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This chapter is from the book

18.6 Arrays

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For a while, we have used array to refer to a sequence of objects allocated on the free store. We can also allocate arrays elsewhere as named variables. In fact, they are common

  • As global variables (but global variables are most often a bad idea)
  • As local variables (but arrays have serious limitations there)
  • As function arguments (but an array doesn’t know its own size)
  • As class members (but member arrays can be hard to initialize)
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Now, you might have detected that we have a not-so-subtle bias in favor of vectors over arrays. Use std::vector where you have a choice — and you have a choice in most contexts. However, arrays existed long before vectors and are roughly equivalent to what is offered in other languages (notably C), so you must know arrays, and know them well, to be able to cope with older code and with code written by people who don’t appreciate the advantages of vector.

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So, what is an array? How do we define an array? How do we use an array? An array is a homogeneous sequence of objects allocated in contiguous memory; that is, all elements of an array have the same type and there are no gaps between the objects of the sequence. The elements of an array are numbered from 0 upward. In a declaration, an array is indicated by “square brackets”:

const int max = 100;
int gai[max];               // a global array (of 100 ints); “lives forever”

void f(int n)
{
     char lac[20];        // local array; “lives” until the end of scope
     int lai[60];
     double lad[n];      // error: array size not a constant
     // . . .
}

Note the limitation: the number of elements of a named array must be known at compile time. If you want the number of elements to be a variable, you must put it on the free store and access it through a pointer. That’s what vector does with its array of elements.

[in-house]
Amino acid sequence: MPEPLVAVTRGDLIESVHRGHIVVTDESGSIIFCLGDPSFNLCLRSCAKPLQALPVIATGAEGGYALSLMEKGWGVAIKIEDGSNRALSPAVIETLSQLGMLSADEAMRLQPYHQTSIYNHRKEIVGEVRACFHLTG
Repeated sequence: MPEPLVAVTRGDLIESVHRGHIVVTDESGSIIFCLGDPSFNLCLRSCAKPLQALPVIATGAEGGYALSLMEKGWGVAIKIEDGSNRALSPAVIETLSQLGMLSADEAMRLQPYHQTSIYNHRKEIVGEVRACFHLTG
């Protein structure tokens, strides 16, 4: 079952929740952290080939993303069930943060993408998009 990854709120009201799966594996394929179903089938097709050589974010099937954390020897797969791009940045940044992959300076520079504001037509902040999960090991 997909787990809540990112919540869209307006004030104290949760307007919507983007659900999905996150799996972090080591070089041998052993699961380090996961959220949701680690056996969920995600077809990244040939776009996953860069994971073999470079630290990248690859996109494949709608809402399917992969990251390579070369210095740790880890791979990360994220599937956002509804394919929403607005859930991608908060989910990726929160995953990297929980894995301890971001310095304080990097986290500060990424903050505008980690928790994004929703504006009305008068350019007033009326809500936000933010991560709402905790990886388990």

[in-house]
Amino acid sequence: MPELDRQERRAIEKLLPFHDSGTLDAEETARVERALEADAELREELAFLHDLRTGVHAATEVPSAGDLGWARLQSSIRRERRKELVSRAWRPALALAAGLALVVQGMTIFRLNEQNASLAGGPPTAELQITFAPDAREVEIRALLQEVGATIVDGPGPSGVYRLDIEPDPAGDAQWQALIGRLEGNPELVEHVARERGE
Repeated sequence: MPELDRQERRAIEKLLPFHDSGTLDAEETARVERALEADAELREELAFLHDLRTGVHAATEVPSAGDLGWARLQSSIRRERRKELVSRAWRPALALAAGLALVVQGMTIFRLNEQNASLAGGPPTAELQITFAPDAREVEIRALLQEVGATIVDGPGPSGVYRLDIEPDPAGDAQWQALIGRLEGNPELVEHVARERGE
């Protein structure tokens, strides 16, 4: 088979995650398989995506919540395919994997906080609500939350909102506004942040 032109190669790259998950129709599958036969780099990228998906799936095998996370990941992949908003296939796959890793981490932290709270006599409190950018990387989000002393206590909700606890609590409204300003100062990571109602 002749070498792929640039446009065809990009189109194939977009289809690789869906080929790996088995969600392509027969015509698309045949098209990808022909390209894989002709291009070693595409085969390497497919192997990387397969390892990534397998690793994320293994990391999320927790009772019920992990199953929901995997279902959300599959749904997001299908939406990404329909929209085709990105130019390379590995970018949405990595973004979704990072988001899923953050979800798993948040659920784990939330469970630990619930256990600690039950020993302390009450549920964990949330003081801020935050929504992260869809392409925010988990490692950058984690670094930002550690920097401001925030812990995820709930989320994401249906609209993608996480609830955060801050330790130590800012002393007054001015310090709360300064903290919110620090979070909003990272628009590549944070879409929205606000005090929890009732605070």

Just like the arrays on the free store, we access named arrays using the subscript and dereference operators ([ ] and *). For example:

void f2()
{
     char lac[20];      // local array; “lives” until the end of scope

     lac[7] = 'a';
     *lac = 'b';       // equivalent to lac[0]='b'

     lac[–2] = 'b';   // huh?
     lac[200] = 'c';  // huh?
}
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This function compiles, but we know that “compiles” doesn’t mean “works correctly.” The use of [ ] is obvious, but there is no range checking, so f2() compiles, and the result of writing to lac[–2] and lac[200] is (as for all out-of-range access) usually disastrous. Don’t do it. Arrays do not range check. Again, we are dealing directly with physical memory here; don’t expect “system support.”

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But couldn’t the compiler see that lac has just 20 elements so that lac[200] is an error? A compiler could, but as far as we know no production compiler does. The problem is that keeping track of array bounds at compile time is impossible in general, and catching errors in the simplest cases (like the one above) only is not very helpful.

18.6.1 Pointers to array elements

A pointer can point to an element of an array. Consider:

double ad[10];
double* p = &ad[5];            // point to ad[5]

We now have a pointer p to the double known as ad[5]:

We can subscript and dereference that pointer:

*p =7;
p[2] = 6;
p[–3] = 9;

We get

That is, we can subscript the pointer with both positive and negative numbers. As long as the resulting element is in range, all is well. However, access outside the range of the array pointed into is illegal (as with free-store-allocated arrays; see §17.4.3). Typically, access outside an array is not detected by the compiler and (sooner or later) is disastrous.

Once a pointer points into an array, addition and subscripting can be used to make it point to another element of the array. For example:

p += 2;               // move p 2 elements to the right

We get

And

p –= 5;            // move p 5 elements to the left

We get